As promised, Paul and I had a “friend-giving” potluck, where we invited over a bunch of friends for a pre-holiday dinner. The big draw for us: this was a chance to enjoy great Thanksgiving food without family drama. The big draw for you: we road-tested several wines that I think would go nicely with a variety of turkey feasts.
Some of these wines were guest gifts, and some I purchased myself. Overall, we were more successful with the reds. On the white front, one of my friends brought a 2007 Cloudline Pinot Gris, from Oregon. I’m a huge fan of Oregon Pinot Gris. I think they’re underrated, well-priced, and a good match for poultry and pork. On the nose, the Cloudline had the telltale smoky, mineral, and lemon/lime peel notes that make Pinot Gris such a stand-out. However, on the palate it was a little insipid and lacked heft — one of the advantages of Pinot Gris is its weight, as it tends to give pretty full-bodied wines. However, that pleasant weightiness was nowhere to be found here.
The 2007 Stringtown Pinot Noir also from Oregon — specifically, the Willamette Valley — was a happier choice. Earthy and medium-bodied, with clear fruit flavors of cranberry and strawberry, as well as some fresh herb flavors and, my hand to God, just a hint of cherry cola, it went perfectly with the brussel sprouts with bacon and cranberries and the pasilla chile rubbed turkey (shown above in its pre-cooked state and before we had to transfer it to a larger roasting pan.)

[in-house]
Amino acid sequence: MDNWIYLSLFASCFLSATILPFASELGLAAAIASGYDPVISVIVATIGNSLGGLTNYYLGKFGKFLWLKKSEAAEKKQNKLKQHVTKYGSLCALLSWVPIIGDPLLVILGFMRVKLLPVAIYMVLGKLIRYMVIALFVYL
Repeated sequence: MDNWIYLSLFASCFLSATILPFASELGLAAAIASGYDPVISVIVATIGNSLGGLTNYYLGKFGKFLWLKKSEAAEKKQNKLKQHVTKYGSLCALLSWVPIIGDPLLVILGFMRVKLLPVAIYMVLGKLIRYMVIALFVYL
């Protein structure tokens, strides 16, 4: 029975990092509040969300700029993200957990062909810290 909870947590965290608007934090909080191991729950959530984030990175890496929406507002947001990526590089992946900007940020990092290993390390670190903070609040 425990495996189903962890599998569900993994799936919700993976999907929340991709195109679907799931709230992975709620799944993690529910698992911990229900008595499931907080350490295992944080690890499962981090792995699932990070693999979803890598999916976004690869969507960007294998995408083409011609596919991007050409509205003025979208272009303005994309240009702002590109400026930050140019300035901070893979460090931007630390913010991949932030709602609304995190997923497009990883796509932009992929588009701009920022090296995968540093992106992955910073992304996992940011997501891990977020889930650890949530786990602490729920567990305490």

The 2008 Montinore Pinot Noir (again from Willamette Valley–apparently Oregon was looming large in our collective unconscious) was smokier, with hints of red currants and dried thyme. Those traits made it especially strong with the sausage stuffing and the carrots and parsnips roasted with bacon, maple syrup and yes, thyme.
While I didn’t tell my guests about my 14% alcohol and under Thanksgiving tip, they all happened to bring wine that fell under this threshold. Considering we started the festivities at 3:30 and the party didn’t break up until almost 9, I was very grateful for their restraint. It also made it that much easier to end the evening with a 2002 Trefethen Napa Late Harvest Riesling.
When my ship comes in, I will sip a glass of this honey/apricot/candied lemon peel delight every evening while sitting by the pool outside my quaint bungalow in St. Helena. In the meantime, I’ll savor the memory of drinking this wine in my subterranean Brooklyn apartment alongside some killer apple pie and with great friends — which is a lot to be thankful for.